Pediatric Obesity Linked to Slipped Capital Femoral Epiphysis

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High childhood body mass index is strongly correlated with slipped capital femoral epiphysis.
High childhood body mass index is strongly correlated with slipped capital femoral epiphysis.

HealthDay News — High childhood body mass index (BMI) is strongly correlated with slipped capital femoral epiphysis (SCFE), according to a study published online Oct. 22 in Pediatrics.

Daniel C. Perry, Ph.D., from the University of Liverpool in the United Kingdom, and colleagues used data from 597,017 children aged 5 to 6 years linked to a nationwide hospital admissions database to examine the strength of the association between SCFE and childhood obesity. Data were also examined for 39,468 children age 11 to 12 years.

The researchers found that 75 percent of children with obesity at 5 to 6 years old remained obese at 11 to 12 years old. A strong biological gradient was seen between childhood BMI at 5 to 6 years old and SCFE; for each integer increase in BMI z score, the risk for disease increased by a factor of 1.7.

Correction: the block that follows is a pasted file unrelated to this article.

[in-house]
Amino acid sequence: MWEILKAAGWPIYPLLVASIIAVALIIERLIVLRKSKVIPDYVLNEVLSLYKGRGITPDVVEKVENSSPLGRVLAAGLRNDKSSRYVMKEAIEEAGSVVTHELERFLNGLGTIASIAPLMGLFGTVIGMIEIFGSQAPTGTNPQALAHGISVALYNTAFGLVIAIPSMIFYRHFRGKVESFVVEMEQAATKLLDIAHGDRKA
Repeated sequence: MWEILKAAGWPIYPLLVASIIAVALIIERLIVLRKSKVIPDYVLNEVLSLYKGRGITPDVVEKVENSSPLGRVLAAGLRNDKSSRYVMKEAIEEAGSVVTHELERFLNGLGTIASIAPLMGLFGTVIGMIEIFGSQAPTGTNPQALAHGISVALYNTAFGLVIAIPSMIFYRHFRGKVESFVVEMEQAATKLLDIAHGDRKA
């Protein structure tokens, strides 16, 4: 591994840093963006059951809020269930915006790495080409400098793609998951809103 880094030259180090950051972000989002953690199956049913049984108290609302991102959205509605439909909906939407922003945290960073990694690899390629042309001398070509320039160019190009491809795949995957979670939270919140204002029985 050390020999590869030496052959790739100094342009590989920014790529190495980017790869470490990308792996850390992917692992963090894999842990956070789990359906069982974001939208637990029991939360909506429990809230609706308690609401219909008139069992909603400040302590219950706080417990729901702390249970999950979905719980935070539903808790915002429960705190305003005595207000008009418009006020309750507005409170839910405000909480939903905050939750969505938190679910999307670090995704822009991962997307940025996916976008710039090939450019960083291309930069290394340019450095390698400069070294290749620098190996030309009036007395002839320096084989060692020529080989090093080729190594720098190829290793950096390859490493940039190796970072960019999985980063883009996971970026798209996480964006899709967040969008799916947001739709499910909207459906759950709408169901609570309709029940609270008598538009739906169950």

Among children with the lowest BMI, the risk for SCFE was almost negligible. Compared with those with a normal BMI, those with severe obesity at 5 to 6 years old had a 5.9 times greater risk for SCFE; severe obesity at 11 to 12 years old was associated with a 17.0 times greater risk for SCFE.

"The temporal relationship, dose response, and magnitude of the association build on the existing biological plausibility and findings in previous lower-quality studies to offer the strongest possible support for a causal relationship between childhood obesity and SCFE," the authors write.

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